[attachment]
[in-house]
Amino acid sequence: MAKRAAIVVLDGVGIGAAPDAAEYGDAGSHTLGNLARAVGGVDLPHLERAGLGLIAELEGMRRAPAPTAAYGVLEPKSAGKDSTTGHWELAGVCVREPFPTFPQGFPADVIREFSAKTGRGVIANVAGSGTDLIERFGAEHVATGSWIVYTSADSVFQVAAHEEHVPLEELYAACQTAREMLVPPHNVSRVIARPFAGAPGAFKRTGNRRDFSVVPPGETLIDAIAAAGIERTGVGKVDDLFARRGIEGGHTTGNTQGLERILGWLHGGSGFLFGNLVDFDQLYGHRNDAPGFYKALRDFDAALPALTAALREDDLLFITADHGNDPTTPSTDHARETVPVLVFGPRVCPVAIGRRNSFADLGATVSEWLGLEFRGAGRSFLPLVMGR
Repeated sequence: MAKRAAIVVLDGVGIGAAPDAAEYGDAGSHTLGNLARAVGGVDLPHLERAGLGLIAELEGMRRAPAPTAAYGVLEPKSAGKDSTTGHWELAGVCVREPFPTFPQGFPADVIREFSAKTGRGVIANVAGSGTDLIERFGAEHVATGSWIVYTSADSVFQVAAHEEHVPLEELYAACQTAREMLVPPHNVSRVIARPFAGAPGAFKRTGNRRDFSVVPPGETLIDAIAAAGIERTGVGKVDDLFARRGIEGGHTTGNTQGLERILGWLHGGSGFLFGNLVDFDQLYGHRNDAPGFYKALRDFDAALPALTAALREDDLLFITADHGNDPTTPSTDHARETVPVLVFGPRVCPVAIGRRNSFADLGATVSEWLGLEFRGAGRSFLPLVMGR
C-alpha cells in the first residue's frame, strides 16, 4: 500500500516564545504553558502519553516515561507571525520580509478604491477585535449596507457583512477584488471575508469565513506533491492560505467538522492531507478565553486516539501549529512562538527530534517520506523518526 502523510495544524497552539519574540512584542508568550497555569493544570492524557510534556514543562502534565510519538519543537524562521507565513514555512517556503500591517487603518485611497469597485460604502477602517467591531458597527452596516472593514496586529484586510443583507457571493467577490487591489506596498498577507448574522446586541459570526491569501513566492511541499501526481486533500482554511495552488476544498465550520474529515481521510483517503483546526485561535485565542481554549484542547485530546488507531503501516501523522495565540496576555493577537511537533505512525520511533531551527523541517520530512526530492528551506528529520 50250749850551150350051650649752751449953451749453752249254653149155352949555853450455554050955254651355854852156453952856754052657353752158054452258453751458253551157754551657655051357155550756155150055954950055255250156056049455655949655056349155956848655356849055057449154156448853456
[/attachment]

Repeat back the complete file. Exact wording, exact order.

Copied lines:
[in-house]
Amino acid sequence: MAKRAAIVVLDGVGIGAAPDAAEYGDAGSHTLGNLARAVGGVDLPHLERAGLGLIAELEGMRRAPAPTAAYGVLEPKSAGKDSTTGHWELAGVCVREPFPTFPQGFPADVIREFSAKTGRGVIANVAGSGTDLIERFGAEHVATGSWIVYTSADSVFQVAAHEEHVPLEELYAACQTAREMLVPPHNVSRVIARPFAGAPGAFKRTGNRRDFSVVPPGETLIDAIAAAGIERTGVGKVDDLFARRGIEGGHTTGNTQGLERILGWLHGGSGFLFGNLVDFDQLYGHRNDAPGFYKALRDFDAALPALTAALREDDLLFITADHGNDPTTPSTDHARETVPVLVFGPRVCPVAIGRRNSFADLGATVSEWLGLEFRGAGRSFLPLVMGR
Repeated sequence: MAKRAAIVVLDGVGIGAAPDAAEYGDAGSHTLGNLARAVGGVDLPHLERAGLGLIAELEGMRRAPAPTAAYGVLEPKSAGKDSTTGHWELAGVCVREPFPTFPQGFPADVIREFSAKTGRGVIANVAGSGTDLIERFGAEHVATGSWIVYTSADSVFQVAAHEEHVPLEELYAACQTAREMLVPPHNVSRVIARPFAGAPGAFKRTGNRRDFSVVPPGETLIDAIAAAGIERTGVGKVDDLFARRGIEGGHTTGNTQGLERILGWLHGGSGFLFGNLVDFDQLYGHRNDAPGFYKALRDFDAALPALTAALREDDLLFITADHGNDPTTPSTDHARETVPVLVFGPRVCPVAIGRRNSFADLGATVSEWLGLEFRGAGRSFLPLVMGR
C-alpha cells in the first residue's frame, strides 16, 4: 500500500516564545504553558502519553516515561507571525520580509478604491477585535449596507457583512477584488471575508469565513506533491492560505467538522492531507478565553486516539501549529512562538527530534517520506523518526 502523510495544524497552539519574540512584542508568550497555569493544570492524557510534556514543562502534565510519538519543537524562521507565513514555512517556503500591517487603518485611497469597485460604502477602517467591531458597527452596516472593514496586529484586510443583507457571493467577490487591489506596498498577507448574522446586541459570526491569501513566492511541499501526481486533500482554511495552488476544498465550520474529515481521510483517503483546526485561535485565542481554549484542547485530546488507531503501516501523522495565540496576555493577537511537533505512525520511533531551527523541517520530512526530492528551506528529520 50250749850551150350051650649752751449953451749453752249254653149155352949555853450455554050955254651355854852156453952856754052657353752158054452258453751458253551157754551657655051357155550756155150055954950055255250156056049455655949655056349155956848655356849055057449154156448853456